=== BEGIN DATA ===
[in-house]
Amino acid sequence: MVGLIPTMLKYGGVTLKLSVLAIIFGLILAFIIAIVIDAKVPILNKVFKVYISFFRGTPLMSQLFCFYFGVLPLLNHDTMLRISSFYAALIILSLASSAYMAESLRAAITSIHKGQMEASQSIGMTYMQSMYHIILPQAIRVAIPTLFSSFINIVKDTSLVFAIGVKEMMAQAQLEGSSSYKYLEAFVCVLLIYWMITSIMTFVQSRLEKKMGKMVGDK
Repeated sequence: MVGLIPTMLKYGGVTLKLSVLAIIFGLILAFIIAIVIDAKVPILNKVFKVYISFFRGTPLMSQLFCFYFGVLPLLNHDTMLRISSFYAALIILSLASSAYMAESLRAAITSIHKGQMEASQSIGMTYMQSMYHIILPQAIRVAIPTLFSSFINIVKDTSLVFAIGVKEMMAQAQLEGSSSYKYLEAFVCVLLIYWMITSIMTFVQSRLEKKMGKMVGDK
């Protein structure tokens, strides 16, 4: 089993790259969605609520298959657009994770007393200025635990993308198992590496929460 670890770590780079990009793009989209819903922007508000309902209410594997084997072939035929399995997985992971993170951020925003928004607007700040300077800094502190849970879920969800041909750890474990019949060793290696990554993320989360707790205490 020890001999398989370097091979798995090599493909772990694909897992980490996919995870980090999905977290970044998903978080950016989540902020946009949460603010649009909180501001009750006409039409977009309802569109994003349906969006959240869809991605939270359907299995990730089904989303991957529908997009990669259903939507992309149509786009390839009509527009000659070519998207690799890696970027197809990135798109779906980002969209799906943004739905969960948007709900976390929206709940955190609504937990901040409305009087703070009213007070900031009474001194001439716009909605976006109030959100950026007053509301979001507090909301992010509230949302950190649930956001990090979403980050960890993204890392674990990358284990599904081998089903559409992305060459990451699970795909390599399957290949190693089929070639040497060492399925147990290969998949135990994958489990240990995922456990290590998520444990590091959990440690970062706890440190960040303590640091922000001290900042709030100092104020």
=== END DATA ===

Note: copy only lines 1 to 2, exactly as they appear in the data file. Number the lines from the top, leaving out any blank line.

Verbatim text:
[in-house]
Amino acid sequence: MVGLIPTMLKYGGVTLKLSVLAIIFGLILAFIIAIVIDAKVPILNKVFKVYISFFRGTPLMSQLFCFYFGVLPLLNHDTMLRISSFYAALIILSLASSAYMAESLRAAITSIHKGQMEASQSIGMTYMQSMYHIILPQAIRVAIPTLFSSFINIVKDTSLVFAIGVKEMMAQAQLEGSSSYKYLEAFVCVLLIYWMITSIMTFVQSRLEKKMGKMVGDK